We're deep in the season of the feel-good movie, and this is as good a reason as any to turn back the clock to Halloween. Nothing makes you feel worse than the feel-good movie or the kindly people therein. Why do you think the (original) Grinch and Ebeneezer Scrooge are the most popular of all Christmas characters? Because they are miserable bastards. We identify with them. They release the tension the angels bring about.
The Dali Lama will back me up on this. Kinda. In his book "The Art of Happiness," he and co-writer Howard C. Cutler discuss "the comparing mind" and "how our feeling of life satisfaction often depends on who we compare ourselves to." In so many words, looking at shiny, happy people will make our naturally comparing minds feel bad if we're not shiny and happy, too. To make us appreciate that we have it pretty good, we're supposed to look at people who have it pretty bad. It's a simple correlation. If you feel like you've behaved horribly and may be guilting yourself over nothing, spend some time dwelling among some real loony tunes, and you'll see that you've got nothing to worry about.
If this is true, you might feel a little like Daffy Duck on a bender after you log on to notproud.com. A press release calls it an "online confessional," but it also can be seen as an emotional junkyard where people drop off the ugly parts of themselves they don't want to look at anymore, leaving them for others to pick up on. When you consider that even unlikable people are showing off their positive side, seeing what they want to hide is pretty riveting and, in a strange and selfish way, comforting. The innocuous deposits in this sin bank, the stuff everyone does, will make you laugh at the realization that you're not the only neurotic out there. The rare glimpses of true evil will make comparative angels out of most anyone ... and therefore perhaps lead them to act more like one than they normally might.
For example, I have a volcanic, Queen of Hearts temper and sometimes feel guilty about it, usually after I've vented at some poor soul who deserves it the least. Reading through notproud.com's "Anger" section (the minimalist site is broken up into a menu of the seven deadly sins plus "miscellaneous") made me realize that (a) I'm lucky to have people to whom I can show my darkest side and who will still ride in a car with me, and (b) that I am not so bad after all. I'm actually pretty good.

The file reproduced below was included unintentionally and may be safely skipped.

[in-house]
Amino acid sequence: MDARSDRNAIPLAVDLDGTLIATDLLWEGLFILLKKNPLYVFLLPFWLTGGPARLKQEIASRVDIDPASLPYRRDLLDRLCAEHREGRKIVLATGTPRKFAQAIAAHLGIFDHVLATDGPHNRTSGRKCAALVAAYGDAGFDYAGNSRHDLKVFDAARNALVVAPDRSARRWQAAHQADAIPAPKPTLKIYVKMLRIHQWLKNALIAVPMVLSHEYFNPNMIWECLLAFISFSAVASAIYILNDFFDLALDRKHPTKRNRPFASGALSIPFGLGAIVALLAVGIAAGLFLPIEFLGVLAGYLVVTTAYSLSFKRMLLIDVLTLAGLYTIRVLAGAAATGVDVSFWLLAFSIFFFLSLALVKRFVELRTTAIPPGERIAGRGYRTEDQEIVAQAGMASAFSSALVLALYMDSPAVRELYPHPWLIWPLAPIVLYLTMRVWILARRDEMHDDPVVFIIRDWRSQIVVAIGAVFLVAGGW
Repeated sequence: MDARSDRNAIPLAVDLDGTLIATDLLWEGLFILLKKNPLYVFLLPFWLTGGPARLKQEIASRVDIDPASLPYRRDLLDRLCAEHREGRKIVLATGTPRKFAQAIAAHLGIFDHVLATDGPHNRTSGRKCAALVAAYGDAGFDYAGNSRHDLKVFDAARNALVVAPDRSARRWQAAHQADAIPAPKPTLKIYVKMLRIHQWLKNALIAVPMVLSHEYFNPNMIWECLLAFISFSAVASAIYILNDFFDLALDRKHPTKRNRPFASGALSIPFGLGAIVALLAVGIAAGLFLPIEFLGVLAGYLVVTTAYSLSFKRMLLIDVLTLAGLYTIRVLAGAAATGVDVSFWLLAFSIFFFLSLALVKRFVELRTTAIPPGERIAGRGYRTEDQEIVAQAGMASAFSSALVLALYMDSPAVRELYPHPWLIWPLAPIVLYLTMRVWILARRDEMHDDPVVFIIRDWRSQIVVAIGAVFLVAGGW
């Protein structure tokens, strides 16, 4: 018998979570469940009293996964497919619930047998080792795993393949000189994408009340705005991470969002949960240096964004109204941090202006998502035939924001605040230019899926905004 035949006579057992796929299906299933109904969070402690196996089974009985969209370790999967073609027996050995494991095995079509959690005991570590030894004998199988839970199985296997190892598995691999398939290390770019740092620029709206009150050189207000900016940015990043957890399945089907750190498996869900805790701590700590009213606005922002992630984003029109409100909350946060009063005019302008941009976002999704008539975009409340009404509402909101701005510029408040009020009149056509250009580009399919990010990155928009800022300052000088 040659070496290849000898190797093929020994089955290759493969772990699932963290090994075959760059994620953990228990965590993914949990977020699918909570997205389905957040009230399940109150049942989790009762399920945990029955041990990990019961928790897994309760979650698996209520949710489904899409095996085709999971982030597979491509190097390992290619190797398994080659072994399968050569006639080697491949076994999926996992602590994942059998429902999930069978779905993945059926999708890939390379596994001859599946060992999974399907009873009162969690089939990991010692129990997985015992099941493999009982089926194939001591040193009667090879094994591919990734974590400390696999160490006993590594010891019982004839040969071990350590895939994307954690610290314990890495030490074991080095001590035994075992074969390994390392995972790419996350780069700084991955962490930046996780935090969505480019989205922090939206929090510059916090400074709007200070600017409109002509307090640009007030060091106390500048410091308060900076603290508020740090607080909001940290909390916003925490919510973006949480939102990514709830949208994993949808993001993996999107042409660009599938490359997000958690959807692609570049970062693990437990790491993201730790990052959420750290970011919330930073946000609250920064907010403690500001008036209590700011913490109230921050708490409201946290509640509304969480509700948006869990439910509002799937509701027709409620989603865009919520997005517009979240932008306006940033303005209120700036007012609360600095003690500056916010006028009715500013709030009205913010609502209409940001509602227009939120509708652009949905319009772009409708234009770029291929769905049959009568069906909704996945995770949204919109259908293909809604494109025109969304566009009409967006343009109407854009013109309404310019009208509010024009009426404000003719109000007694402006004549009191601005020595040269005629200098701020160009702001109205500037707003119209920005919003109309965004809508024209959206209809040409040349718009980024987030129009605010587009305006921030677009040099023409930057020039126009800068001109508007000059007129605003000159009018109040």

You'd think it would be depressing to read about people with such hatred that they vent (at least one hopes it's venting) about wanting to kill their bosses, their clients, their employees, their exes, their spouses or their selves, as in the internalizing sad sack who noted, "I hate everybody a lot. I even thought of killing myself so I won't see them again," or the potentially Dahmerish author of "Whenever I pet a cute furry animal, I secretly want to strangle it." You're angry, then you read something like that and think, "Wow, at least I'm not a [expletive of choice] psycho ... I have a lot to be happy about," and go on your merry way, emanating good will and therefore becoming the better person you've just realized you are. See how good a bad role model can be?
You might overeat and feel awful about it, but you don't have an eating disorder as bad as the guy who confessed, "I steal food from the homeless. They don't need it; they're gonna die anyway. It's damn cold out there." This is to say nothing of the guy in the "Lust" category who confessed to a rape. You can only hope that what goes around comes around and that he'll end up with a cell mate nicknamed Long Dong.
This could have been made up. Some of these most certainly are, like the "Sloth" who confessed that he wanted to confess, but was too lazy. But there's enough of what feels like genuine outpouring here to make you realize you're not the only rotten apple on the tree. What I didn't expect was the amount of guilt that translated to self-loathing; in private, people are not as full of bravado as you think. Interestingly enough, people who did things like overeat felt a lot more guilt than the rapist did. When things are this screwed up, it seems like just wanting to be good is a virtue.
So instead of looking to manipulative movies as an emotional fog light, take a look instead at some of the situations out there that will make you realize you're not so bad and likely to pass those good feelings on to other people. It's the holidays, after all. There's no gift as good, or as needed, as the gift of perspective.
Subscribe now to get the latest news delivered right to your inbox.